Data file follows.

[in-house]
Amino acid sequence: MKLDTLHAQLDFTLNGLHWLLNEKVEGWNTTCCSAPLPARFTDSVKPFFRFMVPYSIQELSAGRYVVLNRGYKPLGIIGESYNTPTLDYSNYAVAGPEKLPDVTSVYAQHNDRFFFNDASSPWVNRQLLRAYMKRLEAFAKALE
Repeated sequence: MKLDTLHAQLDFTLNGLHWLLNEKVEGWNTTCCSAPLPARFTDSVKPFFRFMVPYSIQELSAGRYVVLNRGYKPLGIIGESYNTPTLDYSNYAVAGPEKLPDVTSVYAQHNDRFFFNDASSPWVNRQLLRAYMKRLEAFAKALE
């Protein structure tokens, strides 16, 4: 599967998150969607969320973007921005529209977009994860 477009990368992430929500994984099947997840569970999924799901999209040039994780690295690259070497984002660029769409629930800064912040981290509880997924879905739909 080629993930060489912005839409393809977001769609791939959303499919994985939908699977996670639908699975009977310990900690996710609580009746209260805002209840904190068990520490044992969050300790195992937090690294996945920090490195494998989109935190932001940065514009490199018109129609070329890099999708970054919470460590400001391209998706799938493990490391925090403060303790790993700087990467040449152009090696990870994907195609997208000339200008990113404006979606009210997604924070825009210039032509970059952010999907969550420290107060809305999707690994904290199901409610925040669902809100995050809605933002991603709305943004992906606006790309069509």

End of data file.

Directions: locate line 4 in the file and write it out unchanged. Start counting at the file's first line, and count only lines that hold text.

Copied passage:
């Protein structure tokens, strides 16, 4: 599967998150969607969320973007921005529209977009994860 477009990368992430929500994984099947997840569970999924799901999209040039994780690295690259070497984002660029769409629930800064912040981290509880997924879905739909 080629993930060489912005839409393809977001769609791939959303499919994985939908699977996670639908699975009977310990900690996710609580009746209260805002209840904190068990520490044992969050300790195992937090690294996945920090490195494998989109935190932001940065514009490199018109129609070329890099999708970054919470460590400001391209998706799938493990490391925090403060303790790993700087990467040449152009090696990870994907195609997208000339200008990113404006979606009210997604924070825009210039032509970059952010999907969550420290107060809305999707690994904290199901409610925040669902809100995050809605933002991603709305943004992906606006790309069509």